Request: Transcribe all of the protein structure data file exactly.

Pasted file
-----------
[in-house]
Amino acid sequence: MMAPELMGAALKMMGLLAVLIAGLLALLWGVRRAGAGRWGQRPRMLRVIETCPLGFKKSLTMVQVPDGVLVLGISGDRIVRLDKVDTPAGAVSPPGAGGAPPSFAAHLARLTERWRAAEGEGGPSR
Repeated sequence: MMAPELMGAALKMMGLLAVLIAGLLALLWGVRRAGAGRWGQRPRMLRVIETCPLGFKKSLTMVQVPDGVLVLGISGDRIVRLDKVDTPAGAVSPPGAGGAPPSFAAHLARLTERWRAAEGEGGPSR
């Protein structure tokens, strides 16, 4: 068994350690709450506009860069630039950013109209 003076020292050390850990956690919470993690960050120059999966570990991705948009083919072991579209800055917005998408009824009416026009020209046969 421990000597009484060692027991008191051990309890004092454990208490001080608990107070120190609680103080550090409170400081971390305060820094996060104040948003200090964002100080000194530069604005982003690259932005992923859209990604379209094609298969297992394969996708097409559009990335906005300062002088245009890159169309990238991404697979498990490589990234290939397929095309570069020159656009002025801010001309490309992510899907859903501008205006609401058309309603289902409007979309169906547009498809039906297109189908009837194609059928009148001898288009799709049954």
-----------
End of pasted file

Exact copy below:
[in-house]
Amino acid sequence: MMAPELMGAALKMMGLLAVLIAGLLALLWGVRRAGAGRWGQRPRMLRVIETCPLGFKKSLTMVQVPDGVLVLGISGDRIVRLDKVDTPAGAVSPPGAGGAPPSFAAHLARLTERWRAAEGEGGPSR
Repeated sequence: MMAPELMGAALKMMGLLAVLIAGLLALLWGVRRAGAGRWGQRPRMLRVIETCPLGFKKSLTMVQVPDGVLVLGISGDRIVRLDKVDTPAGAVSPPGAGGAPPSFAAHLARLTERWRAAEGEGGPSR
């Protein structure tokens, strides 16, 4: 068994350690709450506009860069630039950013109209 003076020292050390850990956690919470993690960050120059999966570990991705948009083919072991579209800055917005998408009824009416026009020209046969 421990000597009484060692027991008191051990309890004092454990208490001080608990107070120190609680103080550090409170400081971390305060820094996060104040948003200090964002100080000194530069604005982003690259932005992923859209990604379209094609298969297992394969996708097409559009990335906005300062002088245009890159169309990238991404697979498990490589990234290939397929095309570069020159656009002025801010001309490309992510899907859903501008205006609401058309309603289902409007979309169906547009498809039906297109189908009837194609059928009148001898288009799709049954």